In a scene from the 1985 historical drama Out of Africa, Lord Delamare (portrayed by Michael Gough) asks the Danish writer Isak Dinesen (played by Meryl Streep) if she had insurance after her coffee farm in Africa burnt to the ground. “That’s for pessimists,” she responds.
Truthfully, most of us don’t feel that way, and know better when it comes to insurance. It is a necessary, if tedious, part of life, and we purchase many types to protect many things, from our cars to our health to our lives (or deaths). And of course, insurance is also significant for covering a residence.
Most mortgage lenders will require the purchase of a homeowner’s policy upon the purchase with financing or the refinancing of a private home. In the case of multifamily dwellings, building insurance is a requirement as well. But what about a co-op or condo unit?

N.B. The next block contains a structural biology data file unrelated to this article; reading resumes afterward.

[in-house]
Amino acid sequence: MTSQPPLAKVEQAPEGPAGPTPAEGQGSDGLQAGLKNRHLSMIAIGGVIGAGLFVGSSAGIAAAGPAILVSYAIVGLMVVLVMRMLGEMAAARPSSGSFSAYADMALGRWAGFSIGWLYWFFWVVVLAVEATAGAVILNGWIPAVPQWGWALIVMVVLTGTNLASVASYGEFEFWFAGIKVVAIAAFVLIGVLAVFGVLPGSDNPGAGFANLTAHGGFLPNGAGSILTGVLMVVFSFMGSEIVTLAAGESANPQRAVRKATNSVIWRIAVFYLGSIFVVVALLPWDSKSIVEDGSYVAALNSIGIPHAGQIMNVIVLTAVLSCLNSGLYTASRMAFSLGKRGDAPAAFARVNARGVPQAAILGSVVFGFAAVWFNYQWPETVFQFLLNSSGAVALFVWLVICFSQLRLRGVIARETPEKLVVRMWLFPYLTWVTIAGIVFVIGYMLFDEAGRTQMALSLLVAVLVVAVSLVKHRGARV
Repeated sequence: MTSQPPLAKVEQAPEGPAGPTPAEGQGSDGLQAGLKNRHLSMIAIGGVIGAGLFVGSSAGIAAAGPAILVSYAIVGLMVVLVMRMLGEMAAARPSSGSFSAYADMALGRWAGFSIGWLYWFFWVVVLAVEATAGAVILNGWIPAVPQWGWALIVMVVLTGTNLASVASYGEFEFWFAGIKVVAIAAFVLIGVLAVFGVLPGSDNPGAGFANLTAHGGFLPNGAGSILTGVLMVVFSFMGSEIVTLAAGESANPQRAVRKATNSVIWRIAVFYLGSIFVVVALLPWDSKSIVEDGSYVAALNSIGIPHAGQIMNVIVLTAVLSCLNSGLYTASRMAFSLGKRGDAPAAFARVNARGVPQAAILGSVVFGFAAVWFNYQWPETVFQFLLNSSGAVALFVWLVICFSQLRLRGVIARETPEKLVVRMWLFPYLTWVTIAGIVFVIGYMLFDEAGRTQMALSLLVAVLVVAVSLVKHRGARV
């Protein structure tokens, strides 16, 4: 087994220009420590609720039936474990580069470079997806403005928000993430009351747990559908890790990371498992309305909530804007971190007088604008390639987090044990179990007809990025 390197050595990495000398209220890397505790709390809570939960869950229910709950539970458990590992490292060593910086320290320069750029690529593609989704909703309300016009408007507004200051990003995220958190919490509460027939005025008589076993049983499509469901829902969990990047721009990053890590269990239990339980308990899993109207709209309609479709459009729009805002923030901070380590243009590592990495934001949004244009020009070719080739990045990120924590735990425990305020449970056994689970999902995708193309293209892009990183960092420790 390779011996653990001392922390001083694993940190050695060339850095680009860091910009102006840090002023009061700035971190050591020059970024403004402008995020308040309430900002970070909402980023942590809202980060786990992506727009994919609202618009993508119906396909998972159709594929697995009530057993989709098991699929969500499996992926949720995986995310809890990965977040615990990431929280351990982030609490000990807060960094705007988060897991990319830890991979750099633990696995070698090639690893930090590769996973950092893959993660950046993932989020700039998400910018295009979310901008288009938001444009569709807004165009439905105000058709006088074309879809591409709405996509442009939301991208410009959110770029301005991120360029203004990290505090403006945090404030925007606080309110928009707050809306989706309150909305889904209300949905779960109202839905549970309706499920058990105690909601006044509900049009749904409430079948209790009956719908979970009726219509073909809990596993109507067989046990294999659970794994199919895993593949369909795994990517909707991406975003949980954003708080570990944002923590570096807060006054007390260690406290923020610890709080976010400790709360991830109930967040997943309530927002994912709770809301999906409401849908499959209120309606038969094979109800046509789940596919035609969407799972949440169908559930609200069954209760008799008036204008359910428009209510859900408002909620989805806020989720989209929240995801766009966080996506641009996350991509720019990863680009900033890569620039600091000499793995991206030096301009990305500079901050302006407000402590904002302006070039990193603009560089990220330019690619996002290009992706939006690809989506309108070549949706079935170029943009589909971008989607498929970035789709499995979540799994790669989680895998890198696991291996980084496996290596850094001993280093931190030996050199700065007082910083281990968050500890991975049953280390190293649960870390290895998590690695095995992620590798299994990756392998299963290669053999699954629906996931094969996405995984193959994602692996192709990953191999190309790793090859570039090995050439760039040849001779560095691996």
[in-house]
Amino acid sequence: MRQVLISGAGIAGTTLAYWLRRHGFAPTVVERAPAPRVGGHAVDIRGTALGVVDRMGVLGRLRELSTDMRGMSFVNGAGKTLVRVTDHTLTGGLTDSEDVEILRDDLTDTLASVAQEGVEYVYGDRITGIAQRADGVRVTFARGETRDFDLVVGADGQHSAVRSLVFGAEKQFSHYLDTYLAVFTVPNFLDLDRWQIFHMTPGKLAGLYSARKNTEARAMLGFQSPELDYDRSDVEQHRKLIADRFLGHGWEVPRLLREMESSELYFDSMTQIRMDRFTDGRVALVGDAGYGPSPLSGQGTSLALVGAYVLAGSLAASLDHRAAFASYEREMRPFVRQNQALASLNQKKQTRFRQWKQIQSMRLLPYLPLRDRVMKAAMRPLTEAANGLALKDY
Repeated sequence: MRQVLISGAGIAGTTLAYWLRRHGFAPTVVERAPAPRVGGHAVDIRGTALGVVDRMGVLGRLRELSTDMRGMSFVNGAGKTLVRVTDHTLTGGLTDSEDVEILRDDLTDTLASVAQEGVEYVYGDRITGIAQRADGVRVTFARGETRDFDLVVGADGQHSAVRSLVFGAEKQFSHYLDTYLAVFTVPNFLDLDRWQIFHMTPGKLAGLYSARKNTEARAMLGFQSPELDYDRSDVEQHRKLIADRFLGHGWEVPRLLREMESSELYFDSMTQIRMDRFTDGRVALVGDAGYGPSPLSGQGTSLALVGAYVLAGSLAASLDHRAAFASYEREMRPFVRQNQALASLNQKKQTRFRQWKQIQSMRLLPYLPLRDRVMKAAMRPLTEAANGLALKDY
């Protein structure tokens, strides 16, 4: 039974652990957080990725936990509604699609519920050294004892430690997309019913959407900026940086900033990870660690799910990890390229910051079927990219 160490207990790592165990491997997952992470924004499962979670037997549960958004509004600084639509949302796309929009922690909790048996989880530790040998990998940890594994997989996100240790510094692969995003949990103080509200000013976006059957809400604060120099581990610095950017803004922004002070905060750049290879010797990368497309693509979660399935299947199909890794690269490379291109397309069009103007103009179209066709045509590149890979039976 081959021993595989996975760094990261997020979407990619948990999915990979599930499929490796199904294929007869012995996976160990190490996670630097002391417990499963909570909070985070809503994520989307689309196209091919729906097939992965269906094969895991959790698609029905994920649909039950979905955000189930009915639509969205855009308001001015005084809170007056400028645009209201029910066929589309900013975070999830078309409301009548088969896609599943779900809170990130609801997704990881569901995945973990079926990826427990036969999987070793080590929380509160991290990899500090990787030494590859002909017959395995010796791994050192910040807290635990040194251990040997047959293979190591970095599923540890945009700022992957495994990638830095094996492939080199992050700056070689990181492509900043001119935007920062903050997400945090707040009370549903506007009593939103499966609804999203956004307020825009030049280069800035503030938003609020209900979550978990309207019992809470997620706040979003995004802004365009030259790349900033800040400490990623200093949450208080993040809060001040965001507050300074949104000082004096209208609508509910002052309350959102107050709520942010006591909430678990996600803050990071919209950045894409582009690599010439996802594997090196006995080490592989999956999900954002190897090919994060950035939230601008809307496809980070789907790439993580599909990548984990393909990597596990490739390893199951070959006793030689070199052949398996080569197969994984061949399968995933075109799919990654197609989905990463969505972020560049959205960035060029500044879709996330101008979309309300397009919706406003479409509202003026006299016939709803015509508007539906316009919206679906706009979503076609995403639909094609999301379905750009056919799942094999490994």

The answer is, nothing. “Generally bylaws don’t require owners to carry homeowner’s insurance -- but when a mortgage is taken, the mortgagee will,” confirms Alex Seaman, Senior Vice President of HUB International, an international insurance agency. While homeowner’s insurance may not be a requirement it is strongly recommended, even if you don’t have a mortgage.
Consider the following example: Your neighbor’s bathtub overflows and damages your bathroom. Neither of you have homeowner’s coverage. What may well happen is that neighbor will be suing neighbor. The mess to the common areas inside the walls created by the flooding would have to be repaired as well--in this case by the building, probably requiring a claim through the building’s insurance that might raise premiums and then would be passed along to everyone. There are no winners here.